Apart from pixelization caused by the heavy grain in places, there is little in the way of MPEG artefacts. This pixelization cannot be ignored when it is present however, and easily removes the viewer from the movie to pay attention to it. Aliasing is also an occasional problem, but that is not a real surprise in a movie that deals with arrows. An example of this is at 76:58 where the "Patriot Arrow" more closely resembles a series of slits than an arrow. Fortunately, the occurrences are not frequent and do not overly effect enjoyment of the movie. There is a small amount of wobble visible during the opening and closing credits, but again, it does not effect the movie itself. Film artefacts are a frequent, although not constant, problem. For the most part, these are small and not distracting. Some sequences, however, such as 4:06-4:11 are noticeably quite bad.
Subtitles are generally quite good, only occasionally dropping a word when a lot is said in a short period. Even better is that the "Men In Tights" dance is subtitled 100% accurately - now we can all learn the lyrics and sing it to long-suffering friends!
This is a single sided, single layer disc and hence has no layer change.
There are three soundtracks on this disc, being the original English dialogue and dubs in German and Italian. All three sound-tracks are presented in Dolby Digital 2.0, surround encoded and with the surround flag set.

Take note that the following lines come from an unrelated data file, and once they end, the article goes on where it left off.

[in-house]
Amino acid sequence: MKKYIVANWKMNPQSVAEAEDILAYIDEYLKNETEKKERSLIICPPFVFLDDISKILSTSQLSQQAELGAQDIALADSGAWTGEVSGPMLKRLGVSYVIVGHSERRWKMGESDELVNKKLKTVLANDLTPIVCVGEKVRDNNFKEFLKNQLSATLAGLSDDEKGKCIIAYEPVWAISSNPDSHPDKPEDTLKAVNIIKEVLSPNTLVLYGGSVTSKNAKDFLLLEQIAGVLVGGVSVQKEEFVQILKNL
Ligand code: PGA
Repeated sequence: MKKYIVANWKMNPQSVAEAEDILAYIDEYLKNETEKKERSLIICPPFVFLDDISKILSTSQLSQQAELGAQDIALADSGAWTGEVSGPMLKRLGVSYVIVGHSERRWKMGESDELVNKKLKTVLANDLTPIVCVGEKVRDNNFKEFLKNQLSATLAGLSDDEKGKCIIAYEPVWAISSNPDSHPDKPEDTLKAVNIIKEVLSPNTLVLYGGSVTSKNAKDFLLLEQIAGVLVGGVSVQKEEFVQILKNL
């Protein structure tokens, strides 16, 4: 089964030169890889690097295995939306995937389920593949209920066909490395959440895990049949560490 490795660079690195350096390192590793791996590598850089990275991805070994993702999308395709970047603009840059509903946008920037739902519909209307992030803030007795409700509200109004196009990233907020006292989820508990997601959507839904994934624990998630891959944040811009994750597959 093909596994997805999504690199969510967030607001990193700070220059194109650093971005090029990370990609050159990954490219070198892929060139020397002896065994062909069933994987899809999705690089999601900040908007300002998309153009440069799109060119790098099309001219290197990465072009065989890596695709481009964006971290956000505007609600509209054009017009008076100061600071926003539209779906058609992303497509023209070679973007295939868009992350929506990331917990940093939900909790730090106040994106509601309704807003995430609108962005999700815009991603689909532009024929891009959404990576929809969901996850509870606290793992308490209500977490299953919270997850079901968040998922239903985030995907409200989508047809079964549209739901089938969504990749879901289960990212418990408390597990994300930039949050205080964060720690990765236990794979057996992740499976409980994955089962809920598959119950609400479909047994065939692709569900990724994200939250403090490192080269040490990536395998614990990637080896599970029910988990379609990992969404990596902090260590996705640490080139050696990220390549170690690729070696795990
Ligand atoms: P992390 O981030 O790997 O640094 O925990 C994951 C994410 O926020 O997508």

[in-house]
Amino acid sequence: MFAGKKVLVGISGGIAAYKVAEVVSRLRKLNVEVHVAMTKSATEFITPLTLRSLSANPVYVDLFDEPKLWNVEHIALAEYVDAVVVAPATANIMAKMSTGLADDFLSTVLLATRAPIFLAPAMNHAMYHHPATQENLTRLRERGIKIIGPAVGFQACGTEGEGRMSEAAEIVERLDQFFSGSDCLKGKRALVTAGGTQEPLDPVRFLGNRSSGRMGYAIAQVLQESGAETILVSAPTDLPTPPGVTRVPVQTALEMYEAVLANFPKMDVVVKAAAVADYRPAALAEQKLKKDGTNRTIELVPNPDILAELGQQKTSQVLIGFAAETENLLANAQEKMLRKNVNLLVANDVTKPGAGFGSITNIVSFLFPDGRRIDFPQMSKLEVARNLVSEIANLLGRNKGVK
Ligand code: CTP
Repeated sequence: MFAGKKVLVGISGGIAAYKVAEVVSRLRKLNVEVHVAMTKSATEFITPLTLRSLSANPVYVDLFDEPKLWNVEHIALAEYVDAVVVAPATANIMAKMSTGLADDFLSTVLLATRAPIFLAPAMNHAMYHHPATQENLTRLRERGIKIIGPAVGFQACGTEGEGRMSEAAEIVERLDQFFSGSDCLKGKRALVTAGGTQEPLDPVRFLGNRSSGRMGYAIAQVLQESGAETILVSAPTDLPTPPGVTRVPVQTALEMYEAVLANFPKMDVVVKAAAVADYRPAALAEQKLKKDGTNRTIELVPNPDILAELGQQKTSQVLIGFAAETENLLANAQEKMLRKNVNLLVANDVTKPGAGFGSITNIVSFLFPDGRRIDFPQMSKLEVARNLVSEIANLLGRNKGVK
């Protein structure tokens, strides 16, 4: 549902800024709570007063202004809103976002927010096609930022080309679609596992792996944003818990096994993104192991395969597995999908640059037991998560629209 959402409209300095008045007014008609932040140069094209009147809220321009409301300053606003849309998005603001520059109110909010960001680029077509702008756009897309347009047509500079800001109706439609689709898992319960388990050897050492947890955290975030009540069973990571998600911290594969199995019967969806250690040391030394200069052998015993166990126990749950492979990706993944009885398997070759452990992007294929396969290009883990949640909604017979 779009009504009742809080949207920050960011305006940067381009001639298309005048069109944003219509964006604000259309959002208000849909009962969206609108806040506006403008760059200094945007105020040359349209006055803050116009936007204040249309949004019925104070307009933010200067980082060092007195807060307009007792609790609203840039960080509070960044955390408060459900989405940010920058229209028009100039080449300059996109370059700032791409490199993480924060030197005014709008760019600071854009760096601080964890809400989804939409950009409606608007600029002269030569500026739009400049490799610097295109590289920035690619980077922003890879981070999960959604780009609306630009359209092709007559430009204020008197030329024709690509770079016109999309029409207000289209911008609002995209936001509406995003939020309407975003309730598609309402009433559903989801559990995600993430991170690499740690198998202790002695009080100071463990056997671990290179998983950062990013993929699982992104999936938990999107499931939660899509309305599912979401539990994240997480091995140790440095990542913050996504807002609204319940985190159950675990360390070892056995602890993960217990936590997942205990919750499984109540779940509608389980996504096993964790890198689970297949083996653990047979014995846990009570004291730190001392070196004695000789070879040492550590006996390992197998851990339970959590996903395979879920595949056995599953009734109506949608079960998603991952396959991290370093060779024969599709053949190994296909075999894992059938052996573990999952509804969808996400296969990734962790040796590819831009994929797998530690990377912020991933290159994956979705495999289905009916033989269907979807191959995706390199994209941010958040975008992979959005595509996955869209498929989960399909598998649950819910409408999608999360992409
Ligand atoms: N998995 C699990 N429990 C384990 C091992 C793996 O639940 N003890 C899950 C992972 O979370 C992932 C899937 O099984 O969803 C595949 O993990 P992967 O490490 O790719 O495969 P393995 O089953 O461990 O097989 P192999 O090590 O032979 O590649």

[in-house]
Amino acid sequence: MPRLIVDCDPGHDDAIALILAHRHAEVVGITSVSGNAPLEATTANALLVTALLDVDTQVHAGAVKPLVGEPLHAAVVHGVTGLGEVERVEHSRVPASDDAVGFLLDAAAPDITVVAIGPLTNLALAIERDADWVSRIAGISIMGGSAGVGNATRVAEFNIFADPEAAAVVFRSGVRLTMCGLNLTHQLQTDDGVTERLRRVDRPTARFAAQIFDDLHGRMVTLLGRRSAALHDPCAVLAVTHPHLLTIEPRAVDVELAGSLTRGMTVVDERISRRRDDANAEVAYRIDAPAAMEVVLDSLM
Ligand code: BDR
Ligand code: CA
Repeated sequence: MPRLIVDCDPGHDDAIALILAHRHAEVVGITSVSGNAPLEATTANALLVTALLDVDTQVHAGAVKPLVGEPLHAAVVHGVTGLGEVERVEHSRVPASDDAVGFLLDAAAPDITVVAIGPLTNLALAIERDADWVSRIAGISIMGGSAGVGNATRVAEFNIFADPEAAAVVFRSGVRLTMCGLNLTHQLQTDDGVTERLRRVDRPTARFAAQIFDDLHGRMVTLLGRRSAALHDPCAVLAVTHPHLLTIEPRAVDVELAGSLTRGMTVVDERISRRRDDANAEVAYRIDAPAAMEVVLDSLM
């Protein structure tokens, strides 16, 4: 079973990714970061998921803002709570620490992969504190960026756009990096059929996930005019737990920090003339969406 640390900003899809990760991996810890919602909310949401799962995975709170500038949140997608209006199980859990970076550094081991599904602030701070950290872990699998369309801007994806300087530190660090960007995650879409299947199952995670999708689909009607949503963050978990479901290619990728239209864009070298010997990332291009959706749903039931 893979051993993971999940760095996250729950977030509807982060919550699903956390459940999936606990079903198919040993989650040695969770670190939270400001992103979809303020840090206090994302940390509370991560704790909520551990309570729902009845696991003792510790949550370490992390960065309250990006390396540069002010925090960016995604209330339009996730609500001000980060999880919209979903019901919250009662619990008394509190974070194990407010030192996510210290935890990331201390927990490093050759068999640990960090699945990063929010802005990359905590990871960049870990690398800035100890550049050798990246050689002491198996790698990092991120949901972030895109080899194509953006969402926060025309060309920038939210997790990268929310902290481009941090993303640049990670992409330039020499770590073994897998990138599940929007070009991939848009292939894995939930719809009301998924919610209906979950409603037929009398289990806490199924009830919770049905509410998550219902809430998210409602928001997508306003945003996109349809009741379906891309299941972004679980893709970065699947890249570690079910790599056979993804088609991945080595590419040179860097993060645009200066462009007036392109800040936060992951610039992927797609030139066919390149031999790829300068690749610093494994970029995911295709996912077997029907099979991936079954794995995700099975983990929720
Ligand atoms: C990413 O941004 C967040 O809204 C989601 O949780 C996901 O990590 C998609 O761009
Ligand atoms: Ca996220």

Dialogue was clear throughout the presentation and there was never a problem with understanding the words.
Audio sync was generally good, although during song sequences there were some noticeable problems. However, as the singing was dubbed in from other performers, this is to be expected.
The score is provided by Hummie Mann and is fairly stereotypical for the spoof genre, being greatly exaggerated in its following of conventions. Bad guys get low plodding brass, while the hero gets, well, heroic music. It works well within this genre, and adds somewhat to the nature of the movie. There are also a number of song (and sometimes dance) routines in the movie that are used to good comedic effect, especially the "Men In Tights" song that was written by Mel Brooks.
The surround channel is not heavily used, but does provide support to much of the score, although at a lower level than the front channels. Surround support is also used for arrow flight, and ambient crowd noise in sequences involving many people. While not spectacular, the surround use is fairly good for a solely Pro Logic mix.
The subwoofer is rarely called upon, but when it is (such as when Robin's family castle is towed away at 14:42), there is a good level of effect provided.
|Surround Channel Use|
NOTE: To view non-R4 releases, your equipment needs to be multi-zone compatible and usually also NTSC compatible.
The video quality is extremely variable, ranging from clear and crisp to blurry and very grainy.
The audio quality is good for a 2.0 surround sound track, but is all that is needed for this type of movie.
The extras are extremely limited and are quite disappointing. They are of almost no interest at all.
|DVD||Pioneer DV-535, using S-Video output|
|Display||RCA 80cm. Calibrated with Video Essentials. This display device is 16x9 capable.|
|Audio Decoder||Built in to amplifier/receiver. Calibrated with Video Essentials.|
|Amplification||Onkyo TX-DS787, THX Select|
|Speakers||All matching Vifa Drivers: centre 2x6.5" + 1" tweeter (d'appolito); fronts and rears 6.5" + 1" tweeter; centre rear 5" + 1" tweeter; sub 10" (150WRMS)|